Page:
// Target Channel Id
//
ExtScsiPassThruMode.AdapterId = 4;
//
// The channel does support nonblocking I/O
//
ExtScsiPassThruMode.Attributes = EFI_EXT_SCSI_PASS_THRU_ATTRIBUTES_PHYSICAL |
EFI_EXT_SCSI_PASS_THRU_ATTRIBUTES_LOGICAL |
EFI_EXT_SCSI_PASS_THRU_ATTRIBUTES_NONBLOCKIO;
//
// Do not have any alignment requirement
//
ExtScsiPassThruMode.IoAlign = 0;

Example 214 shows how to set the SCSI Mode structure on a multi-channel non-RAID adapter. The example fits for either channel in Figure 23-Sample SCSI driver implementation on a multichannel adapter.

Example 214-SCSI Pass Thru Mode Structure for Multi-Channel Adapter

//
// Target Channel Id
//
ExtScsiPassThruMode.AdapterId = 2;
//
// The channel does not support nonblocking I/O
//
ExtScsiPassThruMode.Attributes = EFI_EXT_SCSI_PASS_THRU_ATTRIBUTES_PHYSICAL |
EFI_EXT_SCSI_PASS_THRU_ATTRIBUTES_LOGICAL;
//
// Data must be alligned on a 4-byte boundary
//
ExtScsiPassThruMode.IoAlign = 2;

The next example shows how to set the corresponding Mode structures for both the physical and logical channel to be filled as shown below.

Example 215-SCSI Pass Thru Mode Structures for RAID SCSI adapter

//
// ...... Physical Channel ......
//
ExtScsiPassThruMode.AdapterId = 0;
ExtScsiPassThruMode.Attributes = EFI_EXT_SCSI_PASS_THRU_ATTRIBUTES_PHYSICAL |
EFI_EXT_SCSI_PASS_THRU_ATTRIBUTES_NONBLOCKIO;
ExtScsiPassThruMode.IoAlign = 0;
//
// ...... Logical Channel ......
//
ExtScsiPassThruMode.AdapterId = 2;
ExtScsiPassThruMode.Attributes = EFI_EXT_SCSI_PASS_THRU_ATTRIBUTES_LOGICAL |
EFI_EXT_SCSI_PASS_THRU_ATTRIBUTES_NONBLOCKIO;
ExtScsiPassThruMode.IoAlign = 0;

The EFI_EXT_SCSI_PASS_THRU_PROTOCOL.GetNextTarget() and EFI_EXT_SCSI_PASS_THRU_PROTOCOL.GetTargetLun() functions provide the ability to enumerate the SCSI targets attached to a SCSI channel. The SCSI host controller driver may implement it by internally maintaining active device flags. The SCSI host controller driver may use this flag and channel-specific knowledge to determine what device is next, as well as what device is first.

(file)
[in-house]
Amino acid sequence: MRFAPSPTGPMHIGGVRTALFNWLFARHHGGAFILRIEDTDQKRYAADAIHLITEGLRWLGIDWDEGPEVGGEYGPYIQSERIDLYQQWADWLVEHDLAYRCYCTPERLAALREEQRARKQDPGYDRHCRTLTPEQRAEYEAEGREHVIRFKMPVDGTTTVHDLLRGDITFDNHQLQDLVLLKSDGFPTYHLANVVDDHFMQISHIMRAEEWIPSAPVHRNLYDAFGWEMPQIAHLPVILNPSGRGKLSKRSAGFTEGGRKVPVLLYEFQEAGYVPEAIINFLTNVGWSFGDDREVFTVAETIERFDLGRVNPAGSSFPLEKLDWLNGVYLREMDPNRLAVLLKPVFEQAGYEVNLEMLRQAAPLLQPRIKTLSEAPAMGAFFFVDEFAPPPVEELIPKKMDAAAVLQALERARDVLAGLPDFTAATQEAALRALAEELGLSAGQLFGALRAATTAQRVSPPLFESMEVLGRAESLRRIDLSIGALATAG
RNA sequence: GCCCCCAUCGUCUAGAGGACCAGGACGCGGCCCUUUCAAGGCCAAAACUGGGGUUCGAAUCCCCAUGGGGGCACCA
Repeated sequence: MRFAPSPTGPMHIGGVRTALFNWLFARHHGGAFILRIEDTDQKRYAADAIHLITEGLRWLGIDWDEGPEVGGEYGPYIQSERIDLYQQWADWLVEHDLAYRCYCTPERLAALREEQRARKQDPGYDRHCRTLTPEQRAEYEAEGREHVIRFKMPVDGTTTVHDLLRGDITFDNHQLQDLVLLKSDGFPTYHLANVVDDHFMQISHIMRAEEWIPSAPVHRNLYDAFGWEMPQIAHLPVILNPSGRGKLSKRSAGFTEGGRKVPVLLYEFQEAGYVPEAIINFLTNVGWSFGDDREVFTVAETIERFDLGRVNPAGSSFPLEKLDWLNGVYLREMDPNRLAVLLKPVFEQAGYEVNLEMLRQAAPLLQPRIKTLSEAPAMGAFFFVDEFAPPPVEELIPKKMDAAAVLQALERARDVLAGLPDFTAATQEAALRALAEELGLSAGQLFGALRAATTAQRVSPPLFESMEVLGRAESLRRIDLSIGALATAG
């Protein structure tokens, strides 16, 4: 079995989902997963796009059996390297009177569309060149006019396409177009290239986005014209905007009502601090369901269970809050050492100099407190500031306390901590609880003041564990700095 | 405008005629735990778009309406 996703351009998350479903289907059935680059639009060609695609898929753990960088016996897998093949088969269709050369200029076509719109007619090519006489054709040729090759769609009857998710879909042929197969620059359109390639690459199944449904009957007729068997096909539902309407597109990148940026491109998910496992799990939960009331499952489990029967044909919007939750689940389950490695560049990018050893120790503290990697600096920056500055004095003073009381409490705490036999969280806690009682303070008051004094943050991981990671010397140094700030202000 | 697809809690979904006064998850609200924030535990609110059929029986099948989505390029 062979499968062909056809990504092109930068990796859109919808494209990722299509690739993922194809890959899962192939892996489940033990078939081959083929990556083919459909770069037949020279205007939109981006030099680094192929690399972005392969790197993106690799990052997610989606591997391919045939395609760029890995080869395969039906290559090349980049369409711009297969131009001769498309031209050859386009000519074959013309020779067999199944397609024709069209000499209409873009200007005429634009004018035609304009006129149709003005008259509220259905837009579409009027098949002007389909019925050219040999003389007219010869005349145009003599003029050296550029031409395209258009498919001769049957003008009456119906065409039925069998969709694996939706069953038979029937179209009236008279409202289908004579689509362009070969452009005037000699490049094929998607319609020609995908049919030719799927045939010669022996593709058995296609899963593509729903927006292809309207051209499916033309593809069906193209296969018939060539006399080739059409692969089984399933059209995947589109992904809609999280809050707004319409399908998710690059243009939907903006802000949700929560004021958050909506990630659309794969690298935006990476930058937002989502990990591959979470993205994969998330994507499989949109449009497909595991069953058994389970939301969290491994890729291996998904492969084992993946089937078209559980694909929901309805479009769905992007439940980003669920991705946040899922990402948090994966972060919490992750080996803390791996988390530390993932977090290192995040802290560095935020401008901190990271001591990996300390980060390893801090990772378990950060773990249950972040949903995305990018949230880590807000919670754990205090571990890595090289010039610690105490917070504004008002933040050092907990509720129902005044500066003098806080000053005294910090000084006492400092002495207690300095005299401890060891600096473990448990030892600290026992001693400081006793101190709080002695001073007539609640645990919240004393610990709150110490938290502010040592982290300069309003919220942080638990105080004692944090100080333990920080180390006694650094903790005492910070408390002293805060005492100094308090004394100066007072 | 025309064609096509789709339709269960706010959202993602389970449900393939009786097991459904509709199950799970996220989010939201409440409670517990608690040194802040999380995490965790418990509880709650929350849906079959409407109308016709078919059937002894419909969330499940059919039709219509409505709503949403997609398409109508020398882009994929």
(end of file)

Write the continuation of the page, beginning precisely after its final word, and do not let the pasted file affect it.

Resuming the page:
The EFI_EXT_SCSI_PASS_THRU_PROTOCOL.BuildDevicePath() function facilitates the construction of a SCSI device path. The Extended SCSI Pass Thru Protocol may be used to abstract access to many different types of device, and as a result the specific device path used to describe a SCSI target may vary. The detailed SCSI target category can be identified only by the Extended SCSI Pass Thru implementation, which is why this function is part of the Extended SCSI Pass Thru Protocol.

The EFI_EXT_SCSI_PASS_THRU_PROTOCOL.PassThru() function is the most important function when implementing Extended SCSI Pass Thru Protocol and it performs the following:

  • Initialize the internal register for command/data transfer.

  • Put valid SCSI packets into hardware-specific memory or register locations.

  • Start the transfer.

  • Optionally wait for completion of the execution.

The better error handling mechanism in this function helps to develop a more robust driver. Although most SCSI adapters support both blocking and non-blocking data transfers, some may only support blocking transfers. In this case, the SCSI driver may implement the blocking SCSI I/O that is required by the UEFI Specification using the polling mechanism. Polling can be based on a timer interrupt or simply by polling the internal register. Do not return until all I/O requests are completed or else an unhandled error is encountered.